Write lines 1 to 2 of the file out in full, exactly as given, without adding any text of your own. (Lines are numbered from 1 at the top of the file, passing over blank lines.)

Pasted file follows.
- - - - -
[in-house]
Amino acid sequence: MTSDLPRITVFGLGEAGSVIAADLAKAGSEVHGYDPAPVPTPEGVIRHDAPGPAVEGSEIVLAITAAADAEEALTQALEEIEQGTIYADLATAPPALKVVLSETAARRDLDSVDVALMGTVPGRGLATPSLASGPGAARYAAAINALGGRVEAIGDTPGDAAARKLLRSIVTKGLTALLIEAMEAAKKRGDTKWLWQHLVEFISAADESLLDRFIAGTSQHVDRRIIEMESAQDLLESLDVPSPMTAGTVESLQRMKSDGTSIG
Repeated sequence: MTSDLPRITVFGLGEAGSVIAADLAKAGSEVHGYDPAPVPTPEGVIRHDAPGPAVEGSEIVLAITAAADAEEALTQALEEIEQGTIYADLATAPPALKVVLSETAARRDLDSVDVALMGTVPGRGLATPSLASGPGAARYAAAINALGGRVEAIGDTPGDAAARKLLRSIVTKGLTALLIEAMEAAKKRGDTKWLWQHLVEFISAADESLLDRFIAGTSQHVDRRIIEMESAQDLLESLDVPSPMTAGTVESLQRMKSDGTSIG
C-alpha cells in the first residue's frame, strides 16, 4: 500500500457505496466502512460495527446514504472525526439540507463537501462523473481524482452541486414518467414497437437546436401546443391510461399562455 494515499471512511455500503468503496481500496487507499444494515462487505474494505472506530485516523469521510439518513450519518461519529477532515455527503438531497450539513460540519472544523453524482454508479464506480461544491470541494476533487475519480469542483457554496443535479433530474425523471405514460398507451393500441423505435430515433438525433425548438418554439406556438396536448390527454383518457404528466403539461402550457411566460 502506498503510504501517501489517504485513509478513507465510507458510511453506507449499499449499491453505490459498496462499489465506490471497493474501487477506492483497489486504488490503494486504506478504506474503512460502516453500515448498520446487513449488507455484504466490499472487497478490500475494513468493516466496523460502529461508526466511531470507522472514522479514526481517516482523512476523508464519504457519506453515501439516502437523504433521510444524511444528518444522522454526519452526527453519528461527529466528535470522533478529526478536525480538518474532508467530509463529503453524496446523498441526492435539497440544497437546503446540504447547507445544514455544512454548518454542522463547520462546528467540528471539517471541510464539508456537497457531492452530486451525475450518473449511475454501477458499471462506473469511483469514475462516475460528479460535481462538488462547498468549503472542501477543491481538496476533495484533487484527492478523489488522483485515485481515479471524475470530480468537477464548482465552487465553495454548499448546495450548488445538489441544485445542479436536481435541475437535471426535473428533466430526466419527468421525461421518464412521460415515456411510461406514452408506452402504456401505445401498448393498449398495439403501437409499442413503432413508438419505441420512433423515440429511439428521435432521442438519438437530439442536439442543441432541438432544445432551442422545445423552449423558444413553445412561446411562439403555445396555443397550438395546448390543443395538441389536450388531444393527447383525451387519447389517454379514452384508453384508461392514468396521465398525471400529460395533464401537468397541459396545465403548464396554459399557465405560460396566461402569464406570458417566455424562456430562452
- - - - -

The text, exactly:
[in-house]
Amino acid sequence: MTSDLPRITVFGLGEAGSVIAADLAKAGSEVHGYDPAPVPTPEGVIRHDAPGPAVEGSEIVLAITAAADAEEALTQALEEIEQGTIYADLATAPPALKVVLSETAARRDLDSVDVALMGTVPGRGLATPSLASGPGAARYAAAINALGGRVEAIGDTPGDAAARKLLRSIVTKGLTALLIEAMEAAKKRGDTKWLWQHLVEFISAADESLLDRFIAGTSQHVDRRIIEMESAQDLLESLDVPSPMTAGTVESLQRMKSDGTSIG